"These are both powerful oral medications that suppress the body's immune responses. Commonly used to treat people with autoimmune diseases, or to prevent rejection in people that have received an solid organ transplant. In this study, they were used to treat patients with eczema that have failed to improve on conventional methods, which would be the 2-8% most severe of cases. Both medications lower the body's ability to fight off infection, and can have significant side effects. Cyclosporine is specific to T-cells, which help it fight the body's "Th1 inflammation," which makes it an effective therapy for chronic atopic dermatitis. Methotrexate is less specific to T-cells, and blocks the body's use of folate. Use of either medications require frequent monitoring in a physician's office. Cyclosporine is similar to Pimecrolimus and Tacrolimus, which are used topically to treat eczema."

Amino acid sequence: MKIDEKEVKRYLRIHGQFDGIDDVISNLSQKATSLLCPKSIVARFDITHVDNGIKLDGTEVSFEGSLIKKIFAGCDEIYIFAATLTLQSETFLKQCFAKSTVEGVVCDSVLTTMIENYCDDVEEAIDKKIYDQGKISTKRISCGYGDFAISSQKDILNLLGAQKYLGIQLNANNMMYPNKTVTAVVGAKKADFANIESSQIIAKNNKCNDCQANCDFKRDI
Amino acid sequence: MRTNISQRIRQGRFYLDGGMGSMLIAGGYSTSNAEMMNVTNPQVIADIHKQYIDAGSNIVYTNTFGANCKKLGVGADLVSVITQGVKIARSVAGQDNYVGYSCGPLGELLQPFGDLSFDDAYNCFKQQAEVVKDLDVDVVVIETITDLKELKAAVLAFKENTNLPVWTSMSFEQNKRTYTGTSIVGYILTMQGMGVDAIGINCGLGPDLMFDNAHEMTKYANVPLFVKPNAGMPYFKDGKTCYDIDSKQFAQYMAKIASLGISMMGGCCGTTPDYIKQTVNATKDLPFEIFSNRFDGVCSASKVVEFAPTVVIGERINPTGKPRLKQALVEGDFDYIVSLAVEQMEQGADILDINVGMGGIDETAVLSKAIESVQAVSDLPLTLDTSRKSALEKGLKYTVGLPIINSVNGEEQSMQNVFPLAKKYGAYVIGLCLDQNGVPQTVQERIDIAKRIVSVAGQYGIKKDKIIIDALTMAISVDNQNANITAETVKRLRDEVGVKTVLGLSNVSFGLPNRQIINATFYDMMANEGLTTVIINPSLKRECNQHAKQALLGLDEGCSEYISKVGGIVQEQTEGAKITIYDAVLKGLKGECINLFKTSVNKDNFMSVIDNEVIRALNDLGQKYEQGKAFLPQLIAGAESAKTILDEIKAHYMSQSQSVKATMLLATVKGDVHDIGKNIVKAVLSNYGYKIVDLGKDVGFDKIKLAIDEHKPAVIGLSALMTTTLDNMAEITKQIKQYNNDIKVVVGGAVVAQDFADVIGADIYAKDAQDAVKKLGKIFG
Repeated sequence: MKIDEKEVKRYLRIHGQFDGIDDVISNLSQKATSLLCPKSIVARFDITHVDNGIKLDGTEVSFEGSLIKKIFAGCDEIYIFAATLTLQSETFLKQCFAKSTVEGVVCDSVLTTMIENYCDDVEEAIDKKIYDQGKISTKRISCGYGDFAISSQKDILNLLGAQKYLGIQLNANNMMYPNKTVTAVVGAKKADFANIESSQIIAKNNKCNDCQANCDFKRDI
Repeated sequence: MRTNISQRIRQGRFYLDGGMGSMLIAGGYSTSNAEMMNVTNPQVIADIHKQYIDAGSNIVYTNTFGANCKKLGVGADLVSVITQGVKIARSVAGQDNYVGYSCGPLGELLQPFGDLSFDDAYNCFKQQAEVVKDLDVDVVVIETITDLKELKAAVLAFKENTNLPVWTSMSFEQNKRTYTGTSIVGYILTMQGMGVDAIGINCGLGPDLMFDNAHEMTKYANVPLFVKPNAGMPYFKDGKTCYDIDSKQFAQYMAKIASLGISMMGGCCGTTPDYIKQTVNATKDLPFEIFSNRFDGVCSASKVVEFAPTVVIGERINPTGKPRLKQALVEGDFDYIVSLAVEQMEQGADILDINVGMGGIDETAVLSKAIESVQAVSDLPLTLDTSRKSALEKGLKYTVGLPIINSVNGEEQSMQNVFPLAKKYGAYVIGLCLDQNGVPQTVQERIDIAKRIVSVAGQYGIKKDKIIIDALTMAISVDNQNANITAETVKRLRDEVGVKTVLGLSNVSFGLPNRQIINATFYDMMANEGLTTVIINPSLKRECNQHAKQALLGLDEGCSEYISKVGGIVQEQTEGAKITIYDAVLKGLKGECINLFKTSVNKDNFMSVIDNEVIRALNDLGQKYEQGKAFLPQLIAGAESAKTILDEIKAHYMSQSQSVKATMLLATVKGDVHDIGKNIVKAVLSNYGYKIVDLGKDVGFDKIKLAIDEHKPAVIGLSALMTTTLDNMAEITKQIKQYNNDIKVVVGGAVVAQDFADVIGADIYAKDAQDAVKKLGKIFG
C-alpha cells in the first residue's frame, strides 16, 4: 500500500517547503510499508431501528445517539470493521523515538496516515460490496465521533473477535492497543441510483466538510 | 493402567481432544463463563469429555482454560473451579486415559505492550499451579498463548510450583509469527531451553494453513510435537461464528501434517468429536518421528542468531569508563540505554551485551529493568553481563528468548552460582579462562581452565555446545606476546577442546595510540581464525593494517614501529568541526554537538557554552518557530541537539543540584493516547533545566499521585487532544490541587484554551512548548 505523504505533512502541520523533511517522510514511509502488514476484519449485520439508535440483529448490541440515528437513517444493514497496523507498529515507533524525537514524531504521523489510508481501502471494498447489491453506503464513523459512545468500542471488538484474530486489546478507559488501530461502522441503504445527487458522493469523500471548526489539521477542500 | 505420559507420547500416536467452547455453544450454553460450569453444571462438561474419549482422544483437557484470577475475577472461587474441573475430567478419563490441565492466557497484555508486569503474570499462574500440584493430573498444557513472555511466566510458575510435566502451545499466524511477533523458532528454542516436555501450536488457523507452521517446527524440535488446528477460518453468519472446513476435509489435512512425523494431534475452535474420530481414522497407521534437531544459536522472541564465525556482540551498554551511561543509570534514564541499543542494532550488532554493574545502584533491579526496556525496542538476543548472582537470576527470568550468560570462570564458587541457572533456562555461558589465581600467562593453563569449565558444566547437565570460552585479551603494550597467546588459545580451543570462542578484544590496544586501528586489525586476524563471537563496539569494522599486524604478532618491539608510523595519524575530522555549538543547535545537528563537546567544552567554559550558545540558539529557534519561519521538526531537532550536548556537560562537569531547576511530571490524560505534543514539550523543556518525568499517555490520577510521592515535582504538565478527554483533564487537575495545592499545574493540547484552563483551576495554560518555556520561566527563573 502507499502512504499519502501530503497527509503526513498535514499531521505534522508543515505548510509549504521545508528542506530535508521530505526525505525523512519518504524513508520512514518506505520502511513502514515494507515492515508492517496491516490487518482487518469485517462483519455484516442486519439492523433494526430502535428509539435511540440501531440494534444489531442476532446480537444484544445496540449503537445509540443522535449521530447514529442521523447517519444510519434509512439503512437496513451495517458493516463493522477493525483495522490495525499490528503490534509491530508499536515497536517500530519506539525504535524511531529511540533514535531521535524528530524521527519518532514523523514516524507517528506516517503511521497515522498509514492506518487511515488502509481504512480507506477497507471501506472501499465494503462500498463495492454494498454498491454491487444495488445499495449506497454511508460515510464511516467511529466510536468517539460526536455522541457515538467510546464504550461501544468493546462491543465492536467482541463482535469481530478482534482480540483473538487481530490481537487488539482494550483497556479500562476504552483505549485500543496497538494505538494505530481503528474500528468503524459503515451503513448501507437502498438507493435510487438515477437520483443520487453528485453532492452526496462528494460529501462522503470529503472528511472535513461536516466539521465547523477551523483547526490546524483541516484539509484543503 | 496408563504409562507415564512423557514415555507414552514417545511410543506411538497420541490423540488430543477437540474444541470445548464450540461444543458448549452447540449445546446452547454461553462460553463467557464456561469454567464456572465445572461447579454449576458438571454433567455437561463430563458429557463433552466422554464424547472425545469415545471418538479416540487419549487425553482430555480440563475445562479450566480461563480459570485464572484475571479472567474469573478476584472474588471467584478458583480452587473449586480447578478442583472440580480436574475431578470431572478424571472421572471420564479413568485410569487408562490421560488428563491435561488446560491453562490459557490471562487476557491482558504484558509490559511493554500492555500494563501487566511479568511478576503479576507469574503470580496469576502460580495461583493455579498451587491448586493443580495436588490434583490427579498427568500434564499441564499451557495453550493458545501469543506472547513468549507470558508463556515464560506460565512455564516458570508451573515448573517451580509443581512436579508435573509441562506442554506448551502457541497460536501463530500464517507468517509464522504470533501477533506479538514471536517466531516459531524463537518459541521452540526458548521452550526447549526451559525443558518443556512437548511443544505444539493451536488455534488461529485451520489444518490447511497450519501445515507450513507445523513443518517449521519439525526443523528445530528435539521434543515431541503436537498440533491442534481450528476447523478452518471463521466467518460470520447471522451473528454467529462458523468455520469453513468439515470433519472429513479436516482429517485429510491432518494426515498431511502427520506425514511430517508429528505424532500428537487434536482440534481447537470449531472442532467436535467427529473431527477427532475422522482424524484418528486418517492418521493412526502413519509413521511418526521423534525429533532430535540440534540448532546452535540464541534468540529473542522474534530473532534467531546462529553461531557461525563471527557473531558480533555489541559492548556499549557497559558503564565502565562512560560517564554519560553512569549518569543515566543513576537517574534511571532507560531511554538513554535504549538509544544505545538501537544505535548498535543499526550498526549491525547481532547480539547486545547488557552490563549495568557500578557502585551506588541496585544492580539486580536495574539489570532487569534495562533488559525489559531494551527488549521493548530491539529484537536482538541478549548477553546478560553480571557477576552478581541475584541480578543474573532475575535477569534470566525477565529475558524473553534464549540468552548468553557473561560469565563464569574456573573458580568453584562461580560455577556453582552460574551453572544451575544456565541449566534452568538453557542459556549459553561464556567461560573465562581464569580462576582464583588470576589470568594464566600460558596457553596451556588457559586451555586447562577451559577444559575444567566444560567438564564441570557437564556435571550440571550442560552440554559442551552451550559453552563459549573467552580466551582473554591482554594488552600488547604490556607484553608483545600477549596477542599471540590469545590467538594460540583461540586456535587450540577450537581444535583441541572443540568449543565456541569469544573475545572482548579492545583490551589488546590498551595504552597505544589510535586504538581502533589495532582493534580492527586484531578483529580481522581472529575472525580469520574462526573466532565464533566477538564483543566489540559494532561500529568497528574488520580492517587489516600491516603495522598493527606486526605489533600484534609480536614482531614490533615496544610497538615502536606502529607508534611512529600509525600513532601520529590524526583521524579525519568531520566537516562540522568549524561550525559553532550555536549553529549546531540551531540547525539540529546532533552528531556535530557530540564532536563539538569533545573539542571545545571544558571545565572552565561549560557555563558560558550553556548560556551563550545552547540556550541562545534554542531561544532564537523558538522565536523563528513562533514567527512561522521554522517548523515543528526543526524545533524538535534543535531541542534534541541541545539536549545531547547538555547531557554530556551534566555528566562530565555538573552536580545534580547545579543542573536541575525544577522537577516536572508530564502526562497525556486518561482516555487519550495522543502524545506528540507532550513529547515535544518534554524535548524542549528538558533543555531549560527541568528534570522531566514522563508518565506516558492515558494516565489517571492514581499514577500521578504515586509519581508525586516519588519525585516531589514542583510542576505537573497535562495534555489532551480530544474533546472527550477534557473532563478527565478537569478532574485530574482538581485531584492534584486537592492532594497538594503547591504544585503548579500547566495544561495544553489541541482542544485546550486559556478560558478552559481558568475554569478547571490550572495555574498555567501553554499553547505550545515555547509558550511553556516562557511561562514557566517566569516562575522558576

Dr. Frank Lichtenberger MD, PhD
Board Certified Allergist/Immunologist